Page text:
TwHP Lessons

America's Space Program:
Exploring a New Frontier

[Photo] Launch of the <i>Saturn V</i> rocket that propelled Apollo 11 to the moon.
(National Aeronautics and Space Administration)


hey came by plane, boat, bus, and auto to Florida's Kennedy Space Center. Generals, members of Congress, governors, mayors, ambassadors, and celebrities filled the VIP grandstand. Journalists from 54 countries waited to send out the news. Several hundred thousand people had converged on the Kennedy Space Center on July 16, 1969, to view the launch of the Saturn V rocket that would propel Apollo 11 to the Moon.

Millions of people all over the world kept their eyes on their television sets waiting for the countdown to begin. The engineers and technicians at the Marshall Space Flight Center in Alabama trusted the Saturn rocket they had developed and tested, but may secretly have kept their fingers crossed. The men watching their computer screens at the Mission Control Center at the Manned Spacecraft Center (now the Johnson Space Center) in Texas seemed calm, but their hearts must have been beating a bit faster than normal.

At two minutes before the launch, a reporter recorded that "idle conversation halted. Tedium evaporated. 'We have liftoff,' said Mission Control. People shouted 'Go! Go! Go!,' and whispered 'God bless you.' In another two minutes, there was nothing to see but the blue sky."¹

¹"The Scene at the Cape: Prometheus and a Carnival," Time, July 25, 1969.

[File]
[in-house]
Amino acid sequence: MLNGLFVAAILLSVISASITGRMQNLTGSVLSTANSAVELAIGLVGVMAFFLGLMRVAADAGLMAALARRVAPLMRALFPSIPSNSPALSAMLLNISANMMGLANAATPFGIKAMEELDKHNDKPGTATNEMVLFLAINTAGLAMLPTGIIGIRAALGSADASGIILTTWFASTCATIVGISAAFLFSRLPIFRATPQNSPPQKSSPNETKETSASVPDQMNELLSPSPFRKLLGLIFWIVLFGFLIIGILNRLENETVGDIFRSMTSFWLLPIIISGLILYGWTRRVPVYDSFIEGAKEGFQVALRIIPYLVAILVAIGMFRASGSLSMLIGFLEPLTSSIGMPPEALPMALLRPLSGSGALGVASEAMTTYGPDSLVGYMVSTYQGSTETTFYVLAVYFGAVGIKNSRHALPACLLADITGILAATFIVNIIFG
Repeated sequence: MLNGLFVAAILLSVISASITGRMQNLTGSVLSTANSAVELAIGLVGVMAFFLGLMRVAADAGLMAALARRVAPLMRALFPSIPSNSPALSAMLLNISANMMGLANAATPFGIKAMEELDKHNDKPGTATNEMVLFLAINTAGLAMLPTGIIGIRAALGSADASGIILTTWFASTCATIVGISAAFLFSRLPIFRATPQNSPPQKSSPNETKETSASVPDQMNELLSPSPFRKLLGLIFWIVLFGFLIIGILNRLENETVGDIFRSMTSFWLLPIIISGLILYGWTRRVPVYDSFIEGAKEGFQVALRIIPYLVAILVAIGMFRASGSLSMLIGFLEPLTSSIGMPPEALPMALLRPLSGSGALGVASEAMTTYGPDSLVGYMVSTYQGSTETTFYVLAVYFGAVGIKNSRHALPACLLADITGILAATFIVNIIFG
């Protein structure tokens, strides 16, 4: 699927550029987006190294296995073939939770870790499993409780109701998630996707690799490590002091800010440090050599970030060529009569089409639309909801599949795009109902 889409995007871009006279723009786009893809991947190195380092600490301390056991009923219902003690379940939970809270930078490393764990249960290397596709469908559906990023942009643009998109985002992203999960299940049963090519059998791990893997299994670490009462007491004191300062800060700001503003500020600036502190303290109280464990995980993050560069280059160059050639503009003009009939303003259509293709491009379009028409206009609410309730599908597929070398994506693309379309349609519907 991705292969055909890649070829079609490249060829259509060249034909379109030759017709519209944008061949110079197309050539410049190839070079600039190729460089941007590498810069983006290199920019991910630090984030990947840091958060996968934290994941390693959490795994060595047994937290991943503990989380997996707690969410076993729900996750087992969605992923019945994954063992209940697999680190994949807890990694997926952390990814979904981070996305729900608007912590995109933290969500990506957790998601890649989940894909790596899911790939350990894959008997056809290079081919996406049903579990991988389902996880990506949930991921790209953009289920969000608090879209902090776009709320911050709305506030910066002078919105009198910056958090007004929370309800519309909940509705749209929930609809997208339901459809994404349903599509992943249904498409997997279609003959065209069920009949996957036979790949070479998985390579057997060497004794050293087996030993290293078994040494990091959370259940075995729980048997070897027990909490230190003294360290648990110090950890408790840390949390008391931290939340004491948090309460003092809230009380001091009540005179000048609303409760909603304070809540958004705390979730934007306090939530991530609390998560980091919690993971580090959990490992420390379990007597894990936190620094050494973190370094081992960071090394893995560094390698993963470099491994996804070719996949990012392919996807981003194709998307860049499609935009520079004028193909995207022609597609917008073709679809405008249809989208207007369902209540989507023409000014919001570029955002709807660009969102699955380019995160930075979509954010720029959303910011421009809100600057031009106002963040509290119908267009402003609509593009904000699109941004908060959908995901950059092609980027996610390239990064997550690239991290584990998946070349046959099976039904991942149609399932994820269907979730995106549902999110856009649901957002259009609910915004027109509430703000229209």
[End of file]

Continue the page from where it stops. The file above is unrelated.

About This Lesson

Getting Started: Inquiry Question

Setting the Stage: Historical Context

Locating the Site: Maps
 1. United States Space Installations
 2. Cape Canaveral and the Kennedy
 Space Center

Determining the Facts: Readings
 1. Preparing the Way
 2. The Apollo Hardware
 3. "The Eagle Has Landed"

Visual Evidence: Images
 1. Transporting the Apollo space vehicle
 to the launch site

 2. Saturn V lifting off, July 16, 1969
 3. Mission Control Center, Manned
 Spacecraft Center (Johnson Space Center)

 4. Mission Control Center, diagram and key
 5. Front page of the (Washington) Evening Star,
 July 21, 1969

 6. View of the Earth from space

Putting It All Together: Activities
 1. Unexpected Benefits from Space Research
 2. A Mission to Mars?
 3. What Price History?

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The lesson is based on Cape Canaveral Air Force Station and properties located at the John F. Kennedy Space Center, the George C. Marshall Space Flight Center, and the Lyndon B. Johnson Space Center. These properties are several of the thousands of properties listed in the National Register of Historic Places. Cape Canaveral Air Force Station, and the properties associated with the Marshall Space Flight Center and the Johnson Space Center have been designated National Historic Landmarks.



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